Investigations of flux-profile relationships in the marine atmospheric surface layer during CBLAST
James B. Edson, WHOI, Woods Hole, MA; and R. F. Crofoot, W. R. McGillis, and C. J. Zappa
Marine meteorologists and oceanographers have long relied on flux-profile relationships that relate the turbulence fluxes of momentum, heat and moisture (or mass) to their respective profiles of velocity, temperature, and water vapor (or other gases). The flux-profile or gradient-flux relationships are used extensively in numerical models to provide lower boundary conditions and to “close” the model by approximating higher order terms from low order variables. The most commonly used flux-profile relationships are based on Monin-Obukhov (MO) similarity theory. MO similarity is expected to hold and the derived parameterizations are expected to be universal as long as the assumptions that govern the MO similarity laws are valid: (1) a combination of mechanical and thermal forcing drive the turbulent exchange such that the relative strength of these two forces determines the characteristics of the near surface turbulence, (2) the scaling variables are independent of height in the surface layer, and (3) the turbulence statistics are stationary and horizontally homogeneous. The constant flux layer constraint is generally assumed to be valid in the lowest 10% of the unstable atmospheric boundary layer.
Near the ocean surface, however, wave induced forcing is expected to influenced the characteristics of the near surface flow. This presentation will provide examples of wave related processes and their impact on the air-sea exchange and the vertical structure of the near surface flow over the ocean using data taken during the Coupled Boundary Layers and Air-Sea Transfer (CBLAST) Experiment. The data was collected from the Air-Sea Interaction Tower (ASIT) located 3.2 km south of Martha’s Vineyard in the Atlantic Ocean. The ASIT stands in a water depth of 15-m and extends 22-m into the marine atmosphere. In the summer of 2003, the atmospheric side of ASIT was instrumented with sensors to measure velocity, temperature, pressure, humidity, solar and infrared radiation, precipitation; and sensors to remotely measure the wave field and sea surface temperature. Turbulence sensors were deployed at 6 levels to directly measure the fluxes of momentum, kinetic energy, temperature variance and sensible heat. The lowest 4 levels included sensors to measure the moisture variance and latent heat flux, while 2 levels were instrumented to measure the static pressure flux. A separate mast was deployed to support a moving package that measured the mean profiles of velocity, temperature and humidity.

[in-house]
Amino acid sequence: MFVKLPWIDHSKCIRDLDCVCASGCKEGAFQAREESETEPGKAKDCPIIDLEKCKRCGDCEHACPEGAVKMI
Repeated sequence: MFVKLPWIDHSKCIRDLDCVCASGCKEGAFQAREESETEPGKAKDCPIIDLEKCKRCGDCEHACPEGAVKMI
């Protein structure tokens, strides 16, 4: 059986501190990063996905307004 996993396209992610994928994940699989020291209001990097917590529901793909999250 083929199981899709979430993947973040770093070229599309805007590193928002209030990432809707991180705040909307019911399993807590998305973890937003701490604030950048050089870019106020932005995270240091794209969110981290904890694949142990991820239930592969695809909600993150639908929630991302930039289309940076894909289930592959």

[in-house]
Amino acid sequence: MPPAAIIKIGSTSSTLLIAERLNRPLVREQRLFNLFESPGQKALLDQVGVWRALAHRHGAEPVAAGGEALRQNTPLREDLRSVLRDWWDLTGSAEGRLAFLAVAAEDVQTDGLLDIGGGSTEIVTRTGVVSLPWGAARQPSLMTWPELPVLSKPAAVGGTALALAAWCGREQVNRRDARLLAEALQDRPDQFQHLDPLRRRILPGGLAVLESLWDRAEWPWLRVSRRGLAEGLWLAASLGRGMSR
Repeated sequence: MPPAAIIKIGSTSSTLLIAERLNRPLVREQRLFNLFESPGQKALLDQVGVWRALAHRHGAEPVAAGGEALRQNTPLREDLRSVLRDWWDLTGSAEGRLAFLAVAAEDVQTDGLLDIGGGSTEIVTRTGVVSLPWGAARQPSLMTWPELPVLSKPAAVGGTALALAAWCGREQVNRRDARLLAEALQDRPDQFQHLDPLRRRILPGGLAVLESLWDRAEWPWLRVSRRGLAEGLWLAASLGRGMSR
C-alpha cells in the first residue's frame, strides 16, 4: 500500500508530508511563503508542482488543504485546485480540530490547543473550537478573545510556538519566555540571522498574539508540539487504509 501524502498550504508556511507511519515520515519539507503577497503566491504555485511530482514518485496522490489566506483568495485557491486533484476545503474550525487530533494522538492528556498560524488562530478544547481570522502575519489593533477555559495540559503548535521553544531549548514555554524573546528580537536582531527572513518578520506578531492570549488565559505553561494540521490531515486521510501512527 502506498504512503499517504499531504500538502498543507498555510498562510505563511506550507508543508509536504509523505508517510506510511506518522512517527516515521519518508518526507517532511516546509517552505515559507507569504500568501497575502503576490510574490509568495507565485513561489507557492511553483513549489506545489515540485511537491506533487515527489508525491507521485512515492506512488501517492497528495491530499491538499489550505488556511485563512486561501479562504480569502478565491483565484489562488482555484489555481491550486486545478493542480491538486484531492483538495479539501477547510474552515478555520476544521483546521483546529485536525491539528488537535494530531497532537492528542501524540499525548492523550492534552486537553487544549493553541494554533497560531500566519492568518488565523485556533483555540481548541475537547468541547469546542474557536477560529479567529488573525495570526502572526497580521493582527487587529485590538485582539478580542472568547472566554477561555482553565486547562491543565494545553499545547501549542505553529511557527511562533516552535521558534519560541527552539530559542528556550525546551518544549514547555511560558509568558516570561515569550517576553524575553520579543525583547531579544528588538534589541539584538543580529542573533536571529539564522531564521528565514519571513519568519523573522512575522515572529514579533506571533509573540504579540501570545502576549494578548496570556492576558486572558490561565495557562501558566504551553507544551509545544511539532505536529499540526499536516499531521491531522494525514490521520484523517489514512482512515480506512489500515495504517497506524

The data is being used to investigate the relationship between the momentum, sensible heat, and latent heat fluxes and their associated mean profiles of velocity, potential temperature, and moisture, respectively. These investigations examine the validity of MO similarity theory as well as the departure from MOS due to the influence of the underlying wave field and other surface layer phenomena such as fog. The TKE and scalar budget equations are used to investigate the physical processes that cause departure from classical law-of-the-wall behavior due to, e.g., stratification and energy flux to the wave field. The investigation hopes to provide improved parameterization of these processes for inclusion in numerical models of the marine atmospheric boundary layer.
Extended Abstract (1.4M)
Supplementary URL: http://www.whoi.edu/science/AOPE/dept/CBLAST/low/cblastlow.html
Session 8, The Coupled Boundary Layer Air-Sea Transfer Experiment (Parallel with Session 7)
Thursday, 12 August 2004, 8:00 AM-11:45 AM, Conn-Rhode Island Room
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